3. Be social, or at least go outside.
Fresh air, like a good cuppa, makes everything in life a little easier to handle. But besides that, forcing yourself out of the house can help break the cycle of negative thoughts and feelings by interrupting your inner experience. Even going to a coffee shop or grocery shopping by yourself will provide an activity that puts you amongst people, and can help shift your focus. Yesterday, I worked on my laptop in a pub. Today, I’ll meet up with some friends for an hour.
Spend a little time on your outfit and yourself before you go out. There really is something to say about the affects putting some effort into your appearance before you leave the house can have on your experience. If you go out in the dirty sweats on your floor, you’re not going to feel as confident as if you like the outfit you’re wearing and have put effort into your hair or make-up. Just do whatever it is you need to do to feel more confident in the image you’re about to step out into the world in.
5. Cry, if you need to.
I’m a crier. I need a good dose of tears in my life to keep my emotions in balance. When I’m miserable, I like to watch a movie that’s going to make me cry. It’s a good release for pent up emotion. Sometimes it’s hard to feel anything but a negative cloud when you’re on a low, and a movie might just make you feel something. That said, even if the aim is to cry, pick something with a happy ending! If crying isn’t your thing, good stand-up comedy might be a decent alternative.
6. Exercise & eat right.
A little bit of exercise in the morning, a walk during the day, and a healthy dose of fruits, veggies, and protein. It’s not that hard. When you feel like nothing matters, these small things can keep you from plunging further into the black. Having the nutrients and vitamins you need are imperative to good mental health. Taking a B complex, a multivitamin, and vitamin D in the fall and winter can help you keep the right balance.
7. No binge drinking.
I used to binge drink at times like these, and while I have a few ridiculous stories that pair with these times, I assure you NOTHING good ever comes from it. For one, it’s the opposite of eating right. Your body feels like a landfill for the next day or two and life is always harder with a hangover. But also, it can put you on a bullet train to a complete breakdown. Not good. Avoid at all costs. If you know one glass of wine is going to turn into a bottle, then do yourself a favour and don’t start drinking.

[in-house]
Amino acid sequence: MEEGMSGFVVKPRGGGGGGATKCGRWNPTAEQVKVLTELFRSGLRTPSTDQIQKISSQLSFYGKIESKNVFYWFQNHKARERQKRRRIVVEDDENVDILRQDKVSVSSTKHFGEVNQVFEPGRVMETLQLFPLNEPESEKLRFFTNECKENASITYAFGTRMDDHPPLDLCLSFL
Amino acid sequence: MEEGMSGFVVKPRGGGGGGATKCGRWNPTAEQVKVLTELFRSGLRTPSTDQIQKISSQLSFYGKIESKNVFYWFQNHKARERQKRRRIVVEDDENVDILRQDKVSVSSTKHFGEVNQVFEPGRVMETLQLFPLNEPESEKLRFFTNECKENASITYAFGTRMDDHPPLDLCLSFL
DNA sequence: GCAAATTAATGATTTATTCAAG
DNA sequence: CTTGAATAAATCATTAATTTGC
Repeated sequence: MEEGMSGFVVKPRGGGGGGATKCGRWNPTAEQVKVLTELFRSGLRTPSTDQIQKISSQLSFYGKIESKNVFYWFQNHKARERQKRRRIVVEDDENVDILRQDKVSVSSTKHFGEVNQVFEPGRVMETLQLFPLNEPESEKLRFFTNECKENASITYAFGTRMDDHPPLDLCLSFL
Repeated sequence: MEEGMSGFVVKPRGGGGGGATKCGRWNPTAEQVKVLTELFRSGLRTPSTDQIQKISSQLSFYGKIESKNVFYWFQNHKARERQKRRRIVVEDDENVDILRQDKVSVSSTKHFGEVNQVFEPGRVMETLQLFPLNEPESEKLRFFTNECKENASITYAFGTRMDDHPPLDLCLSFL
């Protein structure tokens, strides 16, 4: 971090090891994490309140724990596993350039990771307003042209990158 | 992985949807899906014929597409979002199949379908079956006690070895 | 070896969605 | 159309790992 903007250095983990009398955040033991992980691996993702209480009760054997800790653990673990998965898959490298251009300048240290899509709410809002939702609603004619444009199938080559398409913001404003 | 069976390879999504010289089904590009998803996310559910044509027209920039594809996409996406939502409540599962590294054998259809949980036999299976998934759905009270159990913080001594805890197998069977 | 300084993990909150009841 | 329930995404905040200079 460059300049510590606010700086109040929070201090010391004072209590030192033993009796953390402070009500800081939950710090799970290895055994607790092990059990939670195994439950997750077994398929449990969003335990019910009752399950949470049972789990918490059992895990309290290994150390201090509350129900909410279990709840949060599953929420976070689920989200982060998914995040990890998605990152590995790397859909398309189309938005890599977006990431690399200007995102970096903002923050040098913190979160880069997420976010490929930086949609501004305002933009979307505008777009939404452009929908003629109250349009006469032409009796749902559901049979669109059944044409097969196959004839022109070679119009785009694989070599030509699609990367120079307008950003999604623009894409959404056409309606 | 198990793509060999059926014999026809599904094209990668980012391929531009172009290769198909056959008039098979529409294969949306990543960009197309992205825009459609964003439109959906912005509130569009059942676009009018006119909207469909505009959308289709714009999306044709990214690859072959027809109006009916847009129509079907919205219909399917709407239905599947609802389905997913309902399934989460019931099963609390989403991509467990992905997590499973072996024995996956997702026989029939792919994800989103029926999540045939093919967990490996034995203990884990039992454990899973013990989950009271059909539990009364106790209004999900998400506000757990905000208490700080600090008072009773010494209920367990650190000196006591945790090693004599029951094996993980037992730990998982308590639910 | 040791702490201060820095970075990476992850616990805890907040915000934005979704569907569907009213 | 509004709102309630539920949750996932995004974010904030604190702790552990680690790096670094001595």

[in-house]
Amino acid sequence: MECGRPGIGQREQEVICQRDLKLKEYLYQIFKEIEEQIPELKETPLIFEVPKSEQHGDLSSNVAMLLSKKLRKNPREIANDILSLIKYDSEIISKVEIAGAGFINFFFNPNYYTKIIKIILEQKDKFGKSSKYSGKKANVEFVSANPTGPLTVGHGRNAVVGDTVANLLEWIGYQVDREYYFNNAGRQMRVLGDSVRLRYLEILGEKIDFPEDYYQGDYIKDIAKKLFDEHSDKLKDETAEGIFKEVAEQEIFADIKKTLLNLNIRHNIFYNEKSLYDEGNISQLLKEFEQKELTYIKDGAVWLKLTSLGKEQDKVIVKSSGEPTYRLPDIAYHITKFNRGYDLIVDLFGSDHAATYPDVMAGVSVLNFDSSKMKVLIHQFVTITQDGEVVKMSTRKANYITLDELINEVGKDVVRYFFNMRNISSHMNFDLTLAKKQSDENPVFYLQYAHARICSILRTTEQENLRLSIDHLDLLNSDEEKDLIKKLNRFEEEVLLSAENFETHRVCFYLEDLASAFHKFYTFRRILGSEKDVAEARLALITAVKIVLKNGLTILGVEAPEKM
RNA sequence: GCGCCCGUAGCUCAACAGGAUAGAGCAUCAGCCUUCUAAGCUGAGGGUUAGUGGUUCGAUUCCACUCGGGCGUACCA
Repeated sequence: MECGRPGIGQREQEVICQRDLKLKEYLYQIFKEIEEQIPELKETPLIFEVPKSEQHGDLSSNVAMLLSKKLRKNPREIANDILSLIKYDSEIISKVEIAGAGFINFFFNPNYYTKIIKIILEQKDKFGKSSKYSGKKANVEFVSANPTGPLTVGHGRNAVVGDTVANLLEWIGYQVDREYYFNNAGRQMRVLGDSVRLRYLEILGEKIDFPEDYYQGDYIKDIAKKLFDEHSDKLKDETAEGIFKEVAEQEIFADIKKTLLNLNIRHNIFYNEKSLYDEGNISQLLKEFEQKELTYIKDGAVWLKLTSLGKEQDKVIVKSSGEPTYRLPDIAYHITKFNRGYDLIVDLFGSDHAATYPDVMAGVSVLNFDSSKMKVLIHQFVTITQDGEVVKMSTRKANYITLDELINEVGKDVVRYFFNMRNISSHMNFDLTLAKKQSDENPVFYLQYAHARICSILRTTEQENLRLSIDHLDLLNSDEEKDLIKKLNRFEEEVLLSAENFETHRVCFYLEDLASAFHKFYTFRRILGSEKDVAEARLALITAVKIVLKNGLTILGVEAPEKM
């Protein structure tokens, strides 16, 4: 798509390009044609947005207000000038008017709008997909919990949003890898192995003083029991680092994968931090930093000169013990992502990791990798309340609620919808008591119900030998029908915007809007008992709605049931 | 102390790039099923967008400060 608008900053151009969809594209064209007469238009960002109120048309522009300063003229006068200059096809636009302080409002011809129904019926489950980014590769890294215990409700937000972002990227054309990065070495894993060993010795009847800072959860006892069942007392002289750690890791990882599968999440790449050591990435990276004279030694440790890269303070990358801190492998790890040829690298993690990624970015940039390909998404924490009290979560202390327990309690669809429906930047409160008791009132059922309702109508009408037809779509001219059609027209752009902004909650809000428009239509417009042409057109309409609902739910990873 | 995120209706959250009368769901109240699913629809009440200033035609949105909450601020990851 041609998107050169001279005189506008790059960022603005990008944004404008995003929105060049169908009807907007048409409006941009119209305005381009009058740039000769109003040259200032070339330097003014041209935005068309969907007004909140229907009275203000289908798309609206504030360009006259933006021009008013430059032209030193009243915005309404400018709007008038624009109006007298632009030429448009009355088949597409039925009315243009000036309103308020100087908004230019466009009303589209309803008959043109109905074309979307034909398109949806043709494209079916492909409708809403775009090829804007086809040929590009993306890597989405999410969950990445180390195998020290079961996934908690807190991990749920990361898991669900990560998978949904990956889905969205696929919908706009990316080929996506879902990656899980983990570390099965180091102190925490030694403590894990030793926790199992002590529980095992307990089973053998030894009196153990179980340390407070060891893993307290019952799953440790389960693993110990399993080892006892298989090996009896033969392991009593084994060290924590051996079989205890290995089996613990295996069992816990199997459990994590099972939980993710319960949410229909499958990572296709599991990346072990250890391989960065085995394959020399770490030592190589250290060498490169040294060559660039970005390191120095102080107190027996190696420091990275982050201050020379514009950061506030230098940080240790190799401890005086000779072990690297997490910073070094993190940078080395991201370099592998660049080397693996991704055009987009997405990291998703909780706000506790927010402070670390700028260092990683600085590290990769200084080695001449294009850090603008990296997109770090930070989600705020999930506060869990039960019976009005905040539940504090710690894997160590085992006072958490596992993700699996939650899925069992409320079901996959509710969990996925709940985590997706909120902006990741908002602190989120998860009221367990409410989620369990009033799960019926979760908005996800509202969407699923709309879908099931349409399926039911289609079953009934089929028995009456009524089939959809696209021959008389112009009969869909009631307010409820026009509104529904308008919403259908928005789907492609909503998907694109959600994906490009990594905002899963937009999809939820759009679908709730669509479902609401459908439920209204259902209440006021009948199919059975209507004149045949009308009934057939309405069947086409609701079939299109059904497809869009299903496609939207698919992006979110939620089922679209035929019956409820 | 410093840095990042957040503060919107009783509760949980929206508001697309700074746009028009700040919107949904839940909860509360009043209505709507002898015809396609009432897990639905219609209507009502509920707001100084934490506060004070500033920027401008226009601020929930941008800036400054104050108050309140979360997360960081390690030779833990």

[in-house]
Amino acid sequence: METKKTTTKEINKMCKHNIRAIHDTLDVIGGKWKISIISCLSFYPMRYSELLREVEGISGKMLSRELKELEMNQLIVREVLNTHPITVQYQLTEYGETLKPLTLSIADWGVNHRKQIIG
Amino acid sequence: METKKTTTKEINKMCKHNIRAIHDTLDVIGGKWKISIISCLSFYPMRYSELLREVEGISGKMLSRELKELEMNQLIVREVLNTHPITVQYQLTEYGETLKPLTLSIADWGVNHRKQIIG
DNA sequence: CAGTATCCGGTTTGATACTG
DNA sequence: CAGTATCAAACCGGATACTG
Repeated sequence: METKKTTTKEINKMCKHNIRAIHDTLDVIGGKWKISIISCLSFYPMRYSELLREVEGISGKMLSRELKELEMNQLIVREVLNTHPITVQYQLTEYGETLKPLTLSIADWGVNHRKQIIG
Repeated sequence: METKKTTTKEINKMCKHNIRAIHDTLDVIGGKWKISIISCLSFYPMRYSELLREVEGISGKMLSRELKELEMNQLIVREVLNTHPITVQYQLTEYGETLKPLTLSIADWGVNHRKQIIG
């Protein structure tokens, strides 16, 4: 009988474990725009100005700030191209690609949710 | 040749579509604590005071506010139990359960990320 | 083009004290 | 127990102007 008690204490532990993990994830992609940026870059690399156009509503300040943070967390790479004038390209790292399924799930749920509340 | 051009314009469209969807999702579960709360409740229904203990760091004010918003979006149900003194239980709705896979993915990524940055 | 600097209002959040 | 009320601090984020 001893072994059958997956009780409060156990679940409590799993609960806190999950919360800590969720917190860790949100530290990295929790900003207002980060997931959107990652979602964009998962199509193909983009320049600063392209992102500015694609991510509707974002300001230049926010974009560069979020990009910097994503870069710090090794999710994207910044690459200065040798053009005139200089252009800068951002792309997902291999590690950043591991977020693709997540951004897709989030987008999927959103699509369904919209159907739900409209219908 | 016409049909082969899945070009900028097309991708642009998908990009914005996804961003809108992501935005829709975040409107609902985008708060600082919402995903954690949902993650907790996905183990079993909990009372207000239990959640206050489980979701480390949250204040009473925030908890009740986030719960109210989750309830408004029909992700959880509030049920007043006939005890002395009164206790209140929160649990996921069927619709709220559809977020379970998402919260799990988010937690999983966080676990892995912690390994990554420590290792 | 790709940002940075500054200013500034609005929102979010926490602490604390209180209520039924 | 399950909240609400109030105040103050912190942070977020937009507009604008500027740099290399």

8. Don’t push yourself too hard.
Yes, remaining responsible, being social, primping, and being good to your body can help you pull through your grey days sooner. And yes, anyone who’s suffered like us knows it’s all very hard work. Just don’t push yourself past your limits. Stop and take a breather when you need to. I personally, only did about a third of my yoga routine this morning, and I briefly left the house yesterday so I’m not leaving the house until I meet up with friends tonight. I’m working within my limits until I feel better. The key here is that even though you may not feel like you deserve any leniency, try to remain open to loving yourself and giving yourself what you need to get through this.
Everyone has their own inner demons and personal battles to fight. No matter what issues you are going through, you are strong enough to come out on the other side. Making an effort to stay open to the chance of positive forces and opportunities is most important when we don’t feel up to the task. If things get really bad and you just don’t know what to do, please reach out to someone close to you, or a helpline for support. You are not alone. There are people who experience similar things everyday. There are people who really understand. Don’t give up!
Please let me know if you find any of this helpful or if you have any tips you would like to add to my list. It would be great to know what you guys think.
Tender hearts, and Audrey Hepburn kisses,
Photos – Feature & Top: ohgoshCindy Middle: Breakfast at Tiffany’s